The only good thing about WWI was it ended romantic glorification of war forever. It blew away the patriotism, propaganda & grandiose ******** & revealed it for what it was: industrialized mass murder on a huge scale. That lesson should have been learned in the Civil War, but people are too soon to forget the horror of war.
Here's what the great Hemingway wrote about it & how the odds of surviving modern warfare are stacked heavily against the soldier. I read this aloud to a Literature class in grad school circa 1975 when Vietnam was still ongoing but thankfully ending. He had been a volunteer ambulance attendant in WW1 (like poet e.e. Cummings & Walt Disney btw) & they had to clean up the gruesome gore & deal with the nightmarish bloody mess, it made them all lifetime pacifists.
* War is no longer made by simply analyzed economic forces if it ever was. War is made or planned now by individual men, demagogues and dictators who play on the patriotism of their people to mislead them into a belief in the great fallacy of war when all their vaunted reforms have failed to satisfy the people they misrule.
* We in America should see that no man is ever given, no matter how gradually or how noble and excellent the man, the power to put this country into a war which is now being prepared and brought closer each day with all the pre-meditation of a long planned murder. For when you give power to an executive you do not know who will be filling that position when the time of crisis comes.
* They wrote in the old days that it is sweet and fitting to die for ones country. But in modern war there is nothing sweet nor fitting in your dying. You will die like a dog for no good reason.
* Hit in the head you will die quickly and cleanly even sweetly and fittingly except for the white blinding flash that never stops, unless perhaps it is only the frontal bone or your optic nerve that is smashed, or your jaw carried away, or your nose and cheek bones gone so you can still think but you have no face to talk with. But if you are not hit in the head you will be hit in the chest, and choke in it, or in the lower belly, and feel it all slip and slide loosely as you open, to spill out when you try to get up, it's not supposed to be so painful but they always scream with it, it's the idea I suppose, or have the flash, the slamming clang of high explosive on a hard road and find your legs are gone above the knee, or maybe just a foot gone and watch the white bone sticking through your puttee, or watch them take a boot off with your foot a mush inside it, or feel an arm flop and learn how a bone feels grating, or you will burn, choke and vomit, or be blown to hell a dozen ways, without sweetness or fittingness: but none of this means anything. No catalogue of horrors ever kept men from war. Before the war you always think that it's not you that dies. But you will die, brother, if you go to it long enough.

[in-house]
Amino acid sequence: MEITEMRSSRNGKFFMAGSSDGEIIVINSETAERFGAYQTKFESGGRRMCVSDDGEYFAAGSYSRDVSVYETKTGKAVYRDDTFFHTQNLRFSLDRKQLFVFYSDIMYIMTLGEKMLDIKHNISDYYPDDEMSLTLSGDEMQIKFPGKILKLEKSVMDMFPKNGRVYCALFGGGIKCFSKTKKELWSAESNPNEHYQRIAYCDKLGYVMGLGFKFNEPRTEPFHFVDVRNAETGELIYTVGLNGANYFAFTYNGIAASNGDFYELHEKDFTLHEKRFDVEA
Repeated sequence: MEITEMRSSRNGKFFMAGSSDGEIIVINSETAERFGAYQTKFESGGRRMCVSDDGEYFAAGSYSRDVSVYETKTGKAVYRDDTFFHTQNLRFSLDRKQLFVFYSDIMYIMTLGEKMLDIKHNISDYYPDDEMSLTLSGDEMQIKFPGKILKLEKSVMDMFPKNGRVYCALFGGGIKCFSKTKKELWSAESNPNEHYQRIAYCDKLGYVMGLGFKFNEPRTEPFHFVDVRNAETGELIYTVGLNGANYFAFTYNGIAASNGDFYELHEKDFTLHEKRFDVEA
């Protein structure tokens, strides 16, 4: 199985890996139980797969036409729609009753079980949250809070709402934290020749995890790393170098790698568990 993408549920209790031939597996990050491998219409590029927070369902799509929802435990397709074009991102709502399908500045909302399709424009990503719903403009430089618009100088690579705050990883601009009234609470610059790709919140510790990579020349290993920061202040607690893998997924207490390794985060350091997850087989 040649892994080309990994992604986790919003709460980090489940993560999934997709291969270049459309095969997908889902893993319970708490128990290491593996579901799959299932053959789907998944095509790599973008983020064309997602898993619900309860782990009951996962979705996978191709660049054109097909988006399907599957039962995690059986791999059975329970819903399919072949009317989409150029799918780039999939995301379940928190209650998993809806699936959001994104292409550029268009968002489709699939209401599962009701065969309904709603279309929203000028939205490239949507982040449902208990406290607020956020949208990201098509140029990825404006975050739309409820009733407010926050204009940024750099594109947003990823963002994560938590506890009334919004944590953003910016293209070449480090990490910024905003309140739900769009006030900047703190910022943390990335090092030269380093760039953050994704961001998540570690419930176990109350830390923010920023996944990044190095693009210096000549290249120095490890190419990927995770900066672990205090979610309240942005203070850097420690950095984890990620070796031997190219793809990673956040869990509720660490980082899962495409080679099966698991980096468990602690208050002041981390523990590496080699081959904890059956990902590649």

Notes on the Next War: A Serious Topical Letter, first published in Esquire (September 1935)
It's 74 yrs. old but still true. I was there at the gravesides when they buried friends & family from Korea & Vietnam. Go see The Hurt Locker & you will know what I mean, all the logic & propaganda always gets lost in the fog of war & the end result yrs later is those rows of headstones.